Managing your clients (the professional way)
Freelancer Job Site Clients:
Most of these freelancer job sites include facilities such as Escrow for payment, where the client puts the money into an account via the freelance site. You can see that the money’s there, you complete the job for the client and the client and freelance site release the money to you.
Advantage: Most of the time, this works well and there are very few occasions where the money can be clawed back between you submitting the work and receiving it, so you can be largely confident about payment if your work is of good quality and delivered within the deadline.
Sometimes the money can be held back if the client is being particularly fussy or the work is not up to an agreed standard, so don’t bank on it until you’ve banked it!
It’s easy to stick with freelancer sites purely for this security blanket of not having to chase clients for payment. Although that’s your choice and you might make a sufficient living this way, your writing will seldom bring you big money or corporate writing clients because these sites just don’t supply that end of the market.
On some sites, this money can take up to fourteen days to clear.
Your letter of introduction has landed you a virtual or local client who’s agreed to your quote in return for some semi-regular writing gigs. So how do you handle the money side?
Some writers start to talk terms with their clients once their quote has been agreed, others include their terms and conditions as part of their overall quote, so think about what suits you best (and what you know about the client: some bigger businesses are likely to be getting their T&Cs on the table first)! However, you will need to have developed your own terms and client contract, for example asking for 50% payment up front and the remainder within 7 days of meeting the work deadline (adjust the percentages to suit yourself and the client, by negotiation if necessary), this way the matter of payment for your work is covered as part of the early negotiations.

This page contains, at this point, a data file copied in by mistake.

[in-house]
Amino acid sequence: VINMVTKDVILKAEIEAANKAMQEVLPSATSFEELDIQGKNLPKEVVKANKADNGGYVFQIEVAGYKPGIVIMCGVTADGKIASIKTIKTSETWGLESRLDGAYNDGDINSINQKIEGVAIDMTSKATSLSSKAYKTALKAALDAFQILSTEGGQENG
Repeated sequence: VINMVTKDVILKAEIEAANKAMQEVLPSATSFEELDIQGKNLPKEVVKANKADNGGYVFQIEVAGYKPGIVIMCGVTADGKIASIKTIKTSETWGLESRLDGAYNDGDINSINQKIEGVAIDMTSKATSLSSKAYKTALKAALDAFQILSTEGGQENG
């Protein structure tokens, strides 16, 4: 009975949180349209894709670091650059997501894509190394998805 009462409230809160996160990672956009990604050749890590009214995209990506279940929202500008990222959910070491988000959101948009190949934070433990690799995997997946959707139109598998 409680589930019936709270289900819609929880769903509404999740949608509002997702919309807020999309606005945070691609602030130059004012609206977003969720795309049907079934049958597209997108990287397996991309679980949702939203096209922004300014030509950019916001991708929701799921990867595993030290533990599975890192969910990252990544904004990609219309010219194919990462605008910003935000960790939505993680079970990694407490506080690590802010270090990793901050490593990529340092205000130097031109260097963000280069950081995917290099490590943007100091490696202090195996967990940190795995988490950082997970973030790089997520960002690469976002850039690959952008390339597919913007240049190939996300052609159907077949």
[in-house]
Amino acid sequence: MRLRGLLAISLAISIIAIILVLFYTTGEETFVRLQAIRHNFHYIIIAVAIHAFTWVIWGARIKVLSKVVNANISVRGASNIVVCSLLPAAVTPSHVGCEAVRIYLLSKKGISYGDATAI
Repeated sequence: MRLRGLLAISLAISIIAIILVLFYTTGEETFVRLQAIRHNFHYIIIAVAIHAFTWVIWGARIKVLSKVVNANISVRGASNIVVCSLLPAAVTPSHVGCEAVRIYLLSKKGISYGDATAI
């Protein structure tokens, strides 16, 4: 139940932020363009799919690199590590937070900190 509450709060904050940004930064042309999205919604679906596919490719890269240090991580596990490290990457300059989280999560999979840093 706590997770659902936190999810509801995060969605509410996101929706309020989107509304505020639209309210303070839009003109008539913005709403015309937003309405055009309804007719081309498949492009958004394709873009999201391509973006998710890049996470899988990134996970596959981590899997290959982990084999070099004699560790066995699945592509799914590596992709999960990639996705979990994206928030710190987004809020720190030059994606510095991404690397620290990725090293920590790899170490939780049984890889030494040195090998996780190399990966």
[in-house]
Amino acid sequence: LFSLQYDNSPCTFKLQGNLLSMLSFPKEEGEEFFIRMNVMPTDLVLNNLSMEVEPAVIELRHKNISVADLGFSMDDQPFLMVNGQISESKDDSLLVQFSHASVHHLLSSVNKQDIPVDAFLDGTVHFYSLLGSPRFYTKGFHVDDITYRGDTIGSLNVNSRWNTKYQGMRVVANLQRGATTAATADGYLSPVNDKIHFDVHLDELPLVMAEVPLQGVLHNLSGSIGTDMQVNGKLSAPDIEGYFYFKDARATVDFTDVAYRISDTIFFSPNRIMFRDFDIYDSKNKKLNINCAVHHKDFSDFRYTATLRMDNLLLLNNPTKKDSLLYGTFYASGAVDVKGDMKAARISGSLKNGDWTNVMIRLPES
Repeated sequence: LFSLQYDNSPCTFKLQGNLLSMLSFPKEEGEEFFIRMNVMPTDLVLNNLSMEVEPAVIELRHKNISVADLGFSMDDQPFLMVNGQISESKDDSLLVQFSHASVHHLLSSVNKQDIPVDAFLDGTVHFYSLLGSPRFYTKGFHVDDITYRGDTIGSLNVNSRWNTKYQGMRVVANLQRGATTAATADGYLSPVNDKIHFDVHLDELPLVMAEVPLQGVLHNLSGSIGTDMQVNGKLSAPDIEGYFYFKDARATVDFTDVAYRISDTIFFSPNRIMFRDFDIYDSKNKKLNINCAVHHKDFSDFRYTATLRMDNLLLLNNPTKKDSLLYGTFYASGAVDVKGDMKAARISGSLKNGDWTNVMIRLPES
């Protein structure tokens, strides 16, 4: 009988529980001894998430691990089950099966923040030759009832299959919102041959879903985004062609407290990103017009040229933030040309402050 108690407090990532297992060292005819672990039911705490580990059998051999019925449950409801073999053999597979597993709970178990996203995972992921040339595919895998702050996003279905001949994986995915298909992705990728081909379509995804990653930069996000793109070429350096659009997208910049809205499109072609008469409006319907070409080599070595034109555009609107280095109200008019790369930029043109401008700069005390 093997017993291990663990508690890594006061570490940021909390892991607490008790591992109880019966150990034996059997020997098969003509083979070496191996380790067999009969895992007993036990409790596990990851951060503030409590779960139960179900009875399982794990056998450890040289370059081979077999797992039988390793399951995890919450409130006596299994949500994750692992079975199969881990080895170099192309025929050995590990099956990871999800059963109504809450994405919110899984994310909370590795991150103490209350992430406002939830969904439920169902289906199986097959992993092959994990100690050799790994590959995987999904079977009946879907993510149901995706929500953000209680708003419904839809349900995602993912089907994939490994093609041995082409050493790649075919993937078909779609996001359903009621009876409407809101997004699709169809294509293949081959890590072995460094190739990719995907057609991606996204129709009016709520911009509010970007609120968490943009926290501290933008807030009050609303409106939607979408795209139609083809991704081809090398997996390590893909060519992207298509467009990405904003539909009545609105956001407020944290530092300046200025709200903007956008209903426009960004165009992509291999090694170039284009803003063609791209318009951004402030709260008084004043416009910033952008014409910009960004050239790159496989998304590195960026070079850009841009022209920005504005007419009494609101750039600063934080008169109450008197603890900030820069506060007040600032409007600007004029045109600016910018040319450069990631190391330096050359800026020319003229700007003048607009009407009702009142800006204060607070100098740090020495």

If it’s a local client, make every effort to meet with them to introduce yourself and sign the deal face to face: there’s nothing like the personal touch!
Advantage: Everyone knows where they stand. Part of the money is up front so you know that even if a virtual client disappears, you will have received some of your payment. Additionally, you have a signed contract which you can use to pursue small claims through the courts, if necessary.
Disadvantage: You may have to send at least one polite reminder if the seven days after the deadline come and go without the balance of payment. Your reminder should be pleasant and polite, but professional: yes, they owe you money, but it may have been a genuine over-sight or a banking glitch beyond their control, so keep it professional and with luck you won’t lose the money or future gigs over having to chase them up.
So you see, you don’t have to be a skilled book keeper to manage your freelance finances. However, even if you intend hiring some professional accounting help when that tax time of year comes around, your books will need to be in some kind of reasonable order, otherwise things can slide surprisingly quickly and it could take you hours of time when you should be earning, to get back on top!